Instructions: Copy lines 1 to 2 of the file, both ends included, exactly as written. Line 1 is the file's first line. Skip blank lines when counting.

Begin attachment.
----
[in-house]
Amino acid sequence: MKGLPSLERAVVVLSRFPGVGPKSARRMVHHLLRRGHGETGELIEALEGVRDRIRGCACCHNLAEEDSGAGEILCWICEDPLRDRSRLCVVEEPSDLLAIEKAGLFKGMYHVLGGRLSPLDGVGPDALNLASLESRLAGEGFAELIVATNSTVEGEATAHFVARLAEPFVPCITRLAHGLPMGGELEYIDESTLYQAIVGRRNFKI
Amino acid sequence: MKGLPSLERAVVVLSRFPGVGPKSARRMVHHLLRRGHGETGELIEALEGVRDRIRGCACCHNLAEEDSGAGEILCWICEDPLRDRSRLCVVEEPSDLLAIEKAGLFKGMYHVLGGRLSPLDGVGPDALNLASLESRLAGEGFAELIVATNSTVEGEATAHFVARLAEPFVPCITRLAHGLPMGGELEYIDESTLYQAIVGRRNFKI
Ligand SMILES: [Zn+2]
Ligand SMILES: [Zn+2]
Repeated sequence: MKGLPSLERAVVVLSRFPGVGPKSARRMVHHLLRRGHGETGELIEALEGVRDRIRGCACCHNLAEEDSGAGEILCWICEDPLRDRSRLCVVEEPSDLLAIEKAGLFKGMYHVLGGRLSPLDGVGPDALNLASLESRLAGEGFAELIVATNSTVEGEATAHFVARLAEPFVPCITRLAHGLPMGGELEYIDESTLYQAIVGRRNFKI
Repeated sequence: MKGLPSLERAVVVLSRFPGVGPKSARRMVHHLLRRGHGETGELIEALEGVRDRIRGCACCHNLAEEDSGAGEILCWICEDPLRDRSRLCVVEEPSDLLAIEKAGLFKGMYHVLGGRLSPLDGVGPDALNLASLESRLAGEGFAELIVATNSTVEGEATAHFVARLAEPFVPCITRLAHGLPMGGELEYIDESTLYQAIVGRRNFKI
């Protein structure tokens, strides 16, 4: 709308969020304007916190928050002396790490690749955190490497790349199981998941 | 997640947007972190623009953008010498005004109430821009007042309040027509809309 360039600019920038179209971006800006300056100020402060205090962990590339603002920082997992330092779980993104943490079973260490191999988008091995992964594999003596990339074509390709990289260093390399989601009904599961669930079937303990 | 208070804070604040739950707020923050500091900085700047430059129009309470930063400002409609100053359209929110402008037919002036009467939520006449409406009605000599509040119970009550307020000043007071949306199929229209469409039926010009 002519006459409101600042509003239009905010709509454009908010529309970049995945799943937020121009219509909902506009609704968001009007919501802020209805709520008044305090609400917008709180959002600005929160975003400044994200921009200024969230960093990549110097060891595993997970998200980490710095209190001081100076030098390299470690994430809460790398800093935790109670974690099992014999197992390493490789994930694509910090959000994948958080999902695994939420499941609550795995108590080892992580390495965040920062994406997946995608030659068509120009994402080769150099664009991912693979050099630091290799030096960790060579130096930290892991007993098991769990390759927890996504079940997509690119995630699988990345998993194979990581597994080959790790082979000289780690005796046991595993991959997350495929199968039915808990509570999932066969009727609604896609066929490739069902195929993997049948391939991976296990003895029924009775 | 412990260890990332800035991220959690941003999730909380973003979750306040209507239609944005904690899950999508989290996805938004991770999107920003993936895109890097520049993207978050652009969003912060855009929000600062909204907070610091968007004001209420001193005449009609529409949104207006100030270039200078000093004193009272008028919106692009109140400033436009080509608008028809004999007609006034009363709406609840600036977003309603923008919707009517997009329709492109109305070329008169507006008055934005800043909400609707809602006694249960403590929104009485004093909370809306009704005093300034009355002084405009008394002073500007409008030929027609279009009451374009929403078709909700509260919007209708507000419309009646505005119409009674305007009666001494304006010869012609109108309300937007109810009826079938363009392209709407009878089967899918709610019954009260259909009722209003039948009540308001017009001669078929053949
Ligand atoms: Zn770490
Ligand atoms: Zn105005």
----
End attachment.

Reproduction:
[in-house]
Amino acid sequence: MKGLPSLERAVVVLSRFPGVGPKSARRMVHHLLRRGHGETGELIEALEGVRDRIRGCACCHNLAEEDSGAGEILCWICEDPLRDRSRLCVVEEPSDLLAIEKAGLFKGMYHVLGGRLSPLDGVGPDALNLASLESRLAGEGFAELIVATNSTVEGEATAHFVARLAEPFVPCITRLAHGLPMGGELEYIDESTLYQAIVGRRNFKI